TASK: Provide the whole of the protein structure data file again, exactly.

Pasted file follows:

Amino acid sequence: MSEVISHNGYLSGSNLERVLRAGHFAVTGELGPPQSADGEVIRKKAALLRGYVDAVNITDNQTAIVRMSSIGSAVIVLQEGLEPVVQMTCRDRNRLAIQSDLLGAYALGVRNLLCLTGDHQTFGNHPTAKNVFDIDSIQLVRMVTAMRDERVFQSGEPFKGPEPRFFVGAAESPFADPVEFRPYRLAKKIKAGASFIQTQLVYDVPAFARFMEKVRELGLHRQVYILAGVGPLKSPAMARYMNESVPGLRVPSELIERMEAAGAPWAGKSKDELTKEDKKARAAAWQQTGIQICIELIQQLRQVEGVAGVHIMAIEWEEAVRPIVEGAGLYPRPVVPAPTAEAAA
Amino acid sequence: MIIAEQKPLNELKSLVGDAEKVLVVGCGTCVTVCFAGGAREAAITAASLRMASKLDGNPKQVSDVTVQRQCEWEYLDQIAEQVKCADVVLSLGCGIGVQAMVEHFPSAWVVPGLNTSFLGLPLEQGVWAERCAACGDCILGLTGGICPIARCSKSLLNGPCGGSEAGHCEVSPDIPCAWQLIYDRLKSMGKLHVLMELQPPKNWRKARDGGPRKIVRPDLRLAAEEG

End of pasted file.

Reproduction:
Amino acid sequence: MSEVISHNGYLSGSNLERVLRAGHFAVTGELGPPQSADGEVIRKKAALLRGYVDAVNITDNQTAIVRMSSIGSAVIVLQEGLEPVVQMTCRDRNRLAIQSDLLGAYALGVRNLLCLTGDHQTFGNHPTAKNVFDIDSIQLVRMVTAMRDERVFQSGEPFKGPEPRFFVGAAESPFADPVEFRPYRLAKKIKAGASFIQTQLVYDVPAFARFMEKVRELGLHRQVYILAGVGPLKSPAMARYMNESVPGLRVPSELIERMEAAGAPWAGKSKDELTKEDKKARAAAWQQTGIQICIELIQQLRQVEGVAGVHIMAIEWEEAVRPIVEGAGLYPRPVVPAPTAEAAA
Amino acid sequence: MIIAEQKPLNELKSLVGDAEKVLVVGCGTCVTVCFAGGAREAAITAASLRMASKLDGNPKQVSDVTVQRQCEWEYLDQIAEQVKCADVVLSLGCGIGVQAMVEHFPSAWVVPGLNTSFLGLPLEQGVWAERCAACGDCILGLTGGICPIARCSKSLLNGPCGGSEAGHCEVSPDIPCAWQLIYDRLKSMGKLHVLMELQPPKNWRKARDGGPRKIVRPDLRLAAEEG